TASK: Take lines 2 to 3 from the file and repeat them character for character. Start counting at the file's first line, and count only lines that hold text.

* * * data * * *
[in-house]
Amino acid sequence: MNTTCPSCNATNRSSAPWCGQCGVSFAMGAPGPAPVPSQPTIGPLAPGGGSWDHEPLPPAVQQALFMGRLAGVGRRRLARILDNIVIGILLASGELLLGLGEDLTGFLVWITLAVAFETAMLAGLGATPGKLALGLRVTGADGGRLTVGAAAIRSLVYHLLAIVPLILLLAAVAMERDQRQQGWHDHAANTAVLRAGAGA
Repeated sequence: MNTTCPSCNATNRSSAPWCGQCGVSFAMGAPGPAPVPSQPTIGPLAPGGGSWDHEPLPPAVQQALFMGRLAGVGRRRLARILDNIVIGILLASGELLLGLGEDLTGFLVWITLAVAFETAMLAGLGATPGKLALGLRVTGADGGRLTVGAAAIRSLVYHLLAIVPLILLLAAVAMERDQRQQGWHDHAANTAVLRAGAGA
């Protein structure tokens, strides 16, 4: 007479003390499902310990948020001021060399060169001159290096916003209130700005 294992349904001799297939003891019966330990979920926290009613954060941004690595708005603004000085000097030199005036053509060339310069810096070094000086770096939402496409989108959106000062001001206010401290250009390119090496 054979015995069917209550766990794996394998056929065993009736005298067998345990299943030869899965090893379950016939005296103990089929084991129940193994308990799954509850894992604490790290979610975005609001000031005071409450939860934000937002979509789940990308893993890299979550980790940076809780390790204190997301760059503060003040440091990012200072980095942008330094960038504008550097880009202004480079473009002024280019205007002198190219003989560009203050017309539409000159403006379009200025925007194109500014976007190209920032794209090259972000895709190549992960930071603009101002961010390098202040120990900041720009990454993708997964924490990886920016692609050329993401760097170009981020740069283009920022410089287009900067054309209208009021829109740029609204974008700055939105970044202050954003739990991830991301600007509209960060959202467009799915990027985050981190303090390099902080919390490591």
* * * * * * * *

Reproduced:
Amino acid sequence: MNTTCPSCNATNRSSAPWCGQCGVSFAMGAPGPAPVPSQPTIGPLAPGGGSWDHEPLPPAVQQALFMGRLAGVGRRRLARILDNIVIGILLASGELLLGLGEDLTGFLVWITLAVAFETAMLAGLGATPGKLALGLRVTGADGGRLTVGAAAIRSLVYHLLAIVPLILLLAAVAMERDQRQQGWHDHAANTAVLRAGAGA
Repeated sequence: MNTTCPSCNATNRSSAPWCGQCGVSFAMGAPGPAPVPSQPTIGPLAPGGGSWDHEPLPPAVQQALFMGRLAGVGRRRLARILDNIVIGILLASGELLLGLGEDLTGFLVWITLAVAFETAMLAGLGATPGKLALGLRVTGADGGRLTVGAAAIRSLVYHLLAIVPLILLLAAVAMERDQRQQGWHDHAANTAVLRAGAGA